THE REVD ROGER STIRRUP
Posted: 02 Nov 2006 @ 00:00
WHEN one walks in the countryside, one sometimes comes across a sign carved
in an ash tree by a youngster, often barely decipherable, or a secret mark from
a lover for his loved one. Roger Stirrup, who died on 23 November, aged 70,
left a secret mark wherever he went: he did not preach the Christian message;
he lived it.
Those of us who knew him will acknowledge that at some point he touched our
lives — we were encouraged, inspired, challenged, affected by him.
After his education at Bishop Wordsworth’s School, Salisbury, and
flying-training in the Royal Air Force during National Service, he
matricu-lated in 1955 at St Catharine’s College, Cambridge, and studied
history. In 1959 he married Ann, his sweetheart from his teenage years; trained
at Lincoln Theological College; and then served as a curate at Selly Oak and
Battersea, before taking on the chaplaincy of St Andrews University.
After this, he became Head of Religious Education at Nottingham High School
for 12 years, during which time he transformed RE from a somewhat turgid
subject into one that was both popular and radical. He inspired many young
people through his great fun, and the creative, thought-provoking dialogues
that he delivered at morning assemblies.
An unforgettable event was his staff production of Joseph and the Amazing
Technicolor Dreamcoat, in which he cast the headmaster, appropriately, as the
Voice of God.
After a further five years’ schoolmastering as chaplain of Rugby, he
returned to his roots as a parish priest, in Fordingbridge in Hamp-shire.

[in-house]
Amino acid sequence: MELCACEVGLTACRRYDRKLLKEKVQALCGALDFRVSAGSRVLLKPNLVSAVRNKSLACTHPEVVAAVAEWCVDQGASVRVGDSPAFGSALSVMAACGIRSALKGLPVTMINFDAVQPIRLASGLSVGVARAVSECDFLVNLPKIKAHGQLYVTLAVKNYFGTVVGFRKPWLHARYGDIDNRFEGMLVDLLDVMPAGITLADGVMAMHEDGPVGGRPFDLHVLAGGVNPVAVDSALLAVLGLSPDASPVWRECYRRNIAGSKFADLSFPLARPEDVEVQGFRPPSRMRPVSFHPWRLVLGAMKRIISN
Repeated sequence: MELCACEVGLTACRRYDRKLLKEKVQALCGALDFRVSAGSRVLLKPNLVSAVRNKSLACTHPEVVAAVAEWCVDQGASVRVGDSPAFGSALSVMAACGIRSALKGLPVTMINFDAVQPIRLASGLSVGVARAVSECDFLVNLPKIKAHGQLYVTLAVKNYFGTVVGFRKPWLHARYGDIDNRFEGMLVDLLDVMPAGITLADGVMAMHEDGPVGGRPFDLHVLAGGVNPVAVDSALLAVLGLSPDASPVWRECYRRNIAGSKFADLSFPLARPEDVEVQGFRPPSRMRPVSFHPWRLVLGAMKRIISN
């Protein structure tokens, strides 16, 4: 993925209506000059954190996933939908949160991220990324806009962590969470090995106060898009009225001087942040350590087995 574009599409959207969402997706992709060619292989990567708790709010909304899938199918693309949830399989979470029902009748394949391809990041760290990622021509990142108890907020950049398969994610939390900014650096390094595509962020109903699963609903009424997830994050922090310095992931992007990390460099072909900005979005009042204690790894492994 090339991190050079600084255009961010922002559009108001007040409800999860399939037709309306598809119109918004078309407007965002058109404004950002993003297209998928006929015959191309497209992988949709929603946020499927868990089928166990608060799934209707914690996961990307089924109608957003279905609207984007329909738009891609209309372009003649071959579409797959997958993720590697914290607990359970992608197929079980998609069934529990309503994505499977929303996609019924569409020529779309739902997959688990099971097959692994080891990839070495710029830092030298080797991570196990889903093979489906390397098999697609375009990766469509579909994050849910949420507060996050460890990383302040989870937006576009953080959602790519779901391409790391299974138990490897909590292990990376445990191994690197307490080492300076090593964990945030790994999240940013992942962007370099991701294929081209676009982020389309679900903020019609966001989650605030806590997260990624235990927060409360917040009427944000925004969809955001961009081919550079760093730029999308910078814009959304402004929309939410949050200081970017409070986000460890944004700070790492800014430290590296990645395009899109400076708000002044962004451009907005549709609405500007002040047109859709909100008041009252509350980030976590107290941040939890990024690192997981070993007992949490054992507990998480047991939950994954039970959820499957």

During his funeral, the Fordingbridge churchwarden (who doubled as the local
undertaker) gave a remarkable and amusing word-portrait of Roger Stirrup in
action during those happy years. Clearly, he was held in the highest regard.
There was nothing stuffy about his Christianity; he was fun to be with, and the
young, in particular, loved him.
Finally, he went to Ross-on-Wye as Team Rector of St Mary’s, and saw through
the major changes in the running of a team ministry that grew from four to ten
parishes. This radical change required wisdom and sensitivity. The extent to
which he succeeded was evident in the packed church at his funeral, where the
solemn formality of the service was broken frequently by the happy laughter
typical of Roger’s style, warmth, and humanity.
Throughout his ministry, Roger enjoyed the loving support of his wife and
family. Just a month before he died, and after he had been told that he had a
terminal illness, he and Ann went ahead with a joyous celebration of their
wedding anniversary, renewing their marriage vows. The event coincided with his